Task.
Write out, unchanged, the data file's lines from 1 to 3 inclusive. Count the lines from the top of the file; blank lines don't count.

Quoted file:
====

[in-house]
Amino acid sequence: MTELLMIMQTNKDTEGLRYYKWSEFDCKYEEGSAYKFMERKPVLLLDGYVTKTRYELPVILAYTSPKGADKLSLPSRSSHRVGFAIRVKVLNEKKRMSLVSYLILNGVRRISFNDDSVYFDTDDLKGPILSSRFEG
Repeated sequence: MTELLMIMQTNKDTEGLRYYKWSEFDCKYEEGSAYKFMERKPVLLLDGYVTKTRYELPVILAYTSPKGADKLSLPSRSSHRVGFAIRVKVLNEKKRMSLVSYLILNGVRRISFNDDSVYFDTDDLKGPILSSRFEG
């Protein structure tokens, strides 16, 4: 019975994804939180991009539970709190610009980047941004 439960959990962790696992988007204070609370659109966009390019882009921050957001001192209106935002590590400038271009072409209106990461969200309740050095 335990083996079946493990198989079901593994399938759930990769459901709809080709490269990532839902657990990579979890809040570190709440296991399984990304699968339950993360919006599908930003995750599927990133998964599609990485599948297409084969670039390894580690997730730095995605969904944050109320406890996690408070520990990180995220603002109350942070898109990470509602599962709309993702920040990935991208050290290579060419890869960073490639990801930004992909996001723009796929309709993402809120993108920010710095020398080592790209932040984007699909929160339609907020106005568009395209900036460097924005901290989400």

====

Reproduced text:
[in-house]
Amino acid sequence: MTELLMIMQTNKDTEGLRYYKWSEFDCKYEEGSAYKFMERKPVLLLDGYVTKTRYELPVILAYTSPKGADKLSLPSRSSHRVGFAIRVKVLNEKKRMSLVSYLILNGVRRISFNDDSVYFDTDDLKGPILSSRFEG
Repeated sequence: MTELLMIMQTNKDTEGLRYYKWSEFDCKYEEGSAYKFMERKPVLLLDGYVTKTRYELPVILAYTSPKGADKLSLPSRSSHRVGFAIRVKVLNEKKRMSLVSYLILNGVRRISFNDDSVYFDTDDLKGPILSSRFEG